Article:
I apologize for not getting this update out sooner. We have been incredibly busy over the past few weeks. I hope to do my best to fill you in on all of the works God has been doing here in Ecuador.
June 29th marked the 5th year of Padre Jose becoming a priest. We had a huge celebration after mass on Sunday, June 30th. There were over 100 people that came. We began by having an indoor soccer match between the missionaries and the young kids. It was hardly a fair fight. It was 3 missionaries versus 16 kids, ages 8-12. I wish I could say, 'We let them win'. It was a lot of fun. There was a ton of food. Everyone that came was able to eat. The Lord blessed all of us.
The next day, Luis, our mission leader, went back to the U.S. He is originally from Venezuela, and he has been living in the U.S. for over 7 years. He feels called to get his citizenship. This requires him to be in the states for 6 months. So, through much discernment, he headed back to the states to begin the process of becoming a U.S. citizen. Unfortunately, this takes him away from the mission here in Ecuador. Please pray for Luis, that this process is smooth and the possibility that he will return to Ecuador before the end of the year.

The past two weeks since July 3rd, Matt and I have been really busy with the short-term mission group that came from Florida. This particular group was from one parish in Florida. They were high school students, college-aged students, and several adults and parents. It was a dynamic group, with so much heart and desire. I will never forget them.
We spent most of the mission in Misahualli and the surrounding communities. Typically, we would split up into two or three groups and each group would go to a different community. One particular community, Sardines, was my favorite. I led this group at this community. As we were driving there, I was praying asking the Lord to show us what we were going to do. Sometimes, we are not sure what we are going to do until we get there and introduce ourselves, and get a glimpse of what is possible. As we arrived to Sardines in the vehicle, 20-30 kids came running full-sprint at us. Thank you Lord Jesus! We are going to work with the children. We took the kids into one of the classrooms and began offering praises to God and singing songs. We spoke about Jesus and his love for them. The group of missionaries truly gave their entire self to the children. We took the kids out and played some games. I remember at one point, Dave, one of the dads, had three kids hanging off of him like a jungle gym. It was hilarious. While we were with the kids, the adults of the community were in a meeting for the community. They finished up 45 minutes before we had to leave. Again, the Lord blessed us with having all of the adults of the community in one place. We went in to the room where they were gathered and two of the missionaries gave testimonies of God's wonderful works in their lives. We talked about perseverance in the struggles of every day life. Especially for the people, they work hard in the fields each day, and it can be dangerous. The indigenous people, many of them, respond to the struggles of life by drinking too much. It affects them and their family. We talked about this and relying on Jesus, and persevering with Him to the end. Thank you to Julie, who came on this trip, for her incredible witness and amazing Spanish skills. Her light shines so bright for all to see.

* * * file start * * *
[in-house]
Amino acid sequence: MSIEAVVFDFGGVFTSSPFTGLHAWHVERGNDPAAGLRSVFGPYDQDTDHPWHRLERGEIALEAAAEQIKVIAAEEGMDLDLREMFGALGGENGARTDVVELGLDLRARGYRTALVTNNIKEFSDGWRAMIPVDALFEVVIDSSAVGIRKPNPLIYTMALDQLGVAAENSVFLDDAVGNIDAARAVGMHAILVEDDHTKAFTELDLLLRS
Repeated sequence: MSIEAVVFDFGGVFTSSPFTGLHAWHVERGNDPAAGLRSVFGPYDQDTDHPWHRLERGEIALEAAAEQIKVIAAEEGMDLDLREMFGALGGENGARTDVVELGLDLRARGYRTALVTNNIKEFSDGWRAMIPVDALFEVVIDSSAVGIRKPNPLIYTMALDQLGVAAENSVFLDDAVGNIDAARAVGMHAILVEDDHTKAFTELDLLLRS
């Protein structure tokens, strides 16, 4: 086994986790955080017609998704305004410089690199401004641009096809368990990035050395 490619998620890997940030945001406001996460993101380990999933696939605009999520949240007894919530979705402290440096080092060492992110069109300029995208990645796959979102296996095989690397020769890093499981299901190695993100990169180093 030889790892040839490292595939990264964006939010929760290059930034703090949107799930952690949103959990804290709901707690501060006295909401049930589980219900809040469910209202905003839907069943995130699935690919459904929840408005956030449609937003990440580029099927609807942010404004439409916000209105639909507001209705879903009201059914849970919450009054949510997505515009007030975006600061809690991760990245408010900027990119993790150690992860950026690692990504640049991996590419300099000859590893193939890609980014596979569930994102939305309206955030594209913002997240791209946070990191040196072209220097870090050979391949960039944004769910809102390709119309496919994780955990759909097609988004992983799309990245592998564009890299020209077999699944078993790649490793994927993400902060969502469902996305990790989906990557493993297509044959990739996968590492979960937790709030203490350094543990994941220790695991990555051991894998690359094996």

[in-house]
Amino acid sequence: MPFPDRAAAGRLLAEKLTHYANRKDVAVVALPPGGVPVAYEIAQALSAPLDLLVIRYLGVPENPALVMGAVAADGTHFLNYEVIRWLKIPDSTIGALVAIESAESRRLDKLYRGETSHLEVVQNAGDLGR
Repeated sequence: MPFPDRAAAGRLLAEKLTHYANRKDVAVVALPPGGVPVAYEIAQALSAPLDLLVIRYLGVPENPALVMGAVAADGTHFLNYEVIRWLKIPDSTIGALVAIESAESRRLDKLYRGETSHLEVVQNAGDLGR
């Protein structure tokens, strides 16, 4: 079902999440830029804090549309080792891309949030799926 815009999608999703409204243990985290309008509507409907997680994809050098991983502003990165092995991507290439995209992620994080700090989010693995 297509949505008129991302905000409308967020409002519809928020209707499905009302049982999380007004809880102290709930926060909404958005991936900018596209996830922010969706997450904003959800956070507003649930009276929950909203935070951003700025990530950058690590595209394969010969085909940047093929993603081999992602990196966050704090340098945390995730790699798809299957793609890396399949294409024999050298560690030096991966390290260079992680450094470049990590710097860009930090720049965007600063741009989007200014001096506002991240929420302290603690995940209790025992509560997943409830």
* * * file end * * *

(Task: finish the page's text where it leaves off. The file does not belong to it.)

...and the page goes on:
One day we were able to visit a nursing home. This turned out to be one of the best experiences I've ever had. We spent several hours just being with them. We didn't always have to say anything; just our presence, our smiles, our desire to love on them was enough. One of the ladies never receives visits from her children. So, she cries constantly, all day, and all night. How tragic is it that we can become so busy with our lives, that we forget the very person that sacrificed so much of their own life for us. I suppose it is the same with the Lord. The cares and things of the world, can provide for us this false sense of security and happiness, that we so easily forget of our God, who is truly the one who nourishes us and keeps us alive. Do not worry about such things! 'Your heavenly Father knows that you need them all. But seek first the kingdom of God, and His righteousness, and all these things will be given you besides.' (Mt. 6:33)
Thank you to Billy, and all of the others, who truly showed me what it means to give all that you are. Not just a little of our heart, are we called to give, but all of our heart, 100 percent! God bless you guys!